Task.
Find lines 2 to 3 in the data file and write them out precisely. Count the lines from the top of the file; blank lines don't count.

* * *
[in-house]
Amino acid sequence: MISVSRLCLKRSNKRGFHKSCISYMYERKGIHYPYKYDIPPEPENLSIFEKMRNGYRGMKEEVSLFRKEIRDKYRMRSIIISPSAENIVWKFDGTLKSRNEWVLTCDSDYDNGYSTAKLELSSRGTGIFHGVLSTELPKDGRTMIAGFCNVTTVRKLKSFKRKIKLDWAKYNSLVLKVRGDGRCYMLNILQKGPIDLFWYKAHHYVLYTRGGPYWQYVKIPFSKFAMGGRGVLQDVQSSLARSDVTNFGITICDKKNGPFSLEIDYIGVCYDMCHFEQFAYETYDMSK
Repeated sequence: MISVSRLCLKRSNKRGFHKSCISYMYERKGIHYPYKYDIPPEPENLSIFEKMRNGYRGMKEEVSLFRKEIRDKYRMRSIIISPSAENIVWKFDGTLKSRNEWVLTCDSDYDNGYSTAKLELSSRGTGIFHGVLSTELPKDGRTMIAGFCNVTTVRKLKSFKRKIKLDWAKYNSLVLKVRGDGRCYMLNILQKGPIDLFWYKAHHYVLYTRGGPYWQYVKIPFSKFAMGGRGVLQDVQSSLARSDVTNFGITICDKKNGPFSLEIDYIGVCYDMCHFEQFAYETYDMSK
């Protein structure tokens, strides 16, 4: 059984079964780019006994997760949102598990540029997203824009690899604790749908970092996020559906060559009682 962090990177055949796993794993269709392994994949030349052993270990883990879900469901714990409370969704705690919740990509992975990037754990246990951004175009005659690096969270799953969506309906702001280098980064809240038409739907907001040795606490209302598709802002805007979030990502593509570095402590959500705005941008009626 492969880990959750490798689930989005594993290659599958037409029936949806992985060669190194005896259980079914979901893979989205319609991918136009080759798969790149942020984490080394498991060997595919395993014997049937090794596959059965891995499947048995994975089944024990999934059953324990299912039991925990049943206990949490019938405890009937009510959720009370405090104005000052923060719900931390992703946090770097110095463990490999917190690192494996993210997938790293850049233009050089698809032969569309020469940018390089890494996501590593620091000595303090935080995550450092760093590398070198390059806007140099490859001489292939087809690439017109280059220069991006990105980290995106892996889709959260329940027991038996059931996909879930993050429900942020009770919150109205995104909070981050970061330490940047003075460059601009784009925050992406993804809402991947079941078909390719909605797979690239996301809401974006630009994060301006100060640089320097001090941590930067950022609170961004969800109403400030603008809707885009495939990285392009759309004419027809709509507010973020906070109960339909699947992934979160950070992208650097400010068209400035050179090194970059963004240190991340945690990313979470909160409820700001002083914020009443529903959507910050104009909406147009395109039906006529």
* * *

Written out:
Amino acid sequence: MISVSRLCLKRSNKRGFHKSCISYMYERKGIHYPYKYDIPPEPENLSIFEKMRNGYRGMKEEVSLFRKEIRDKYRMRSIIISPSAENIVWKFDGTLKSRNEWVLTCDSDYDNGYSTAKLELSSRGTGIFHGVLSTELPKDGRTMIAGFCNVTTVRKLKSFKRKIKLDWAKYNSLVLKVRGDGRCYMLNILQKGPIDLFWYKAHHYVLYTRGGPYWQYVKIPFSKFAMGGRGVLQDVQSSLARSDVTNFGITICDKKNGPFSLEIDYIGVCYDMCHFEQFAYETYDMSK
Repeated sequence: MISVSRLCLKRSNKRGFHKSCISYMYERKGIHYPYKYDIPPEPENLSIFEKMRNGYRGMKEEVSLFRKEIRDKYRMRSIIISPSAENIVWKFDGTLKSRNEWVLTCDSDYDNGYSTAKLELSSRGTGIFHGVLSTELPKDGRTMIAGFCNVTTVRKLKSFKRKIKLDWAKYNSLVLKVRGDGRCYMLNILQKGPIDLFWYKAHHYVLYTRGGPYWQYVKIPFSKFAMGGRGVLQDVQSSLARSDVTNFGITICDKKNGPFSLEIDYIGVCYDMCHFEQFAYETYDMSK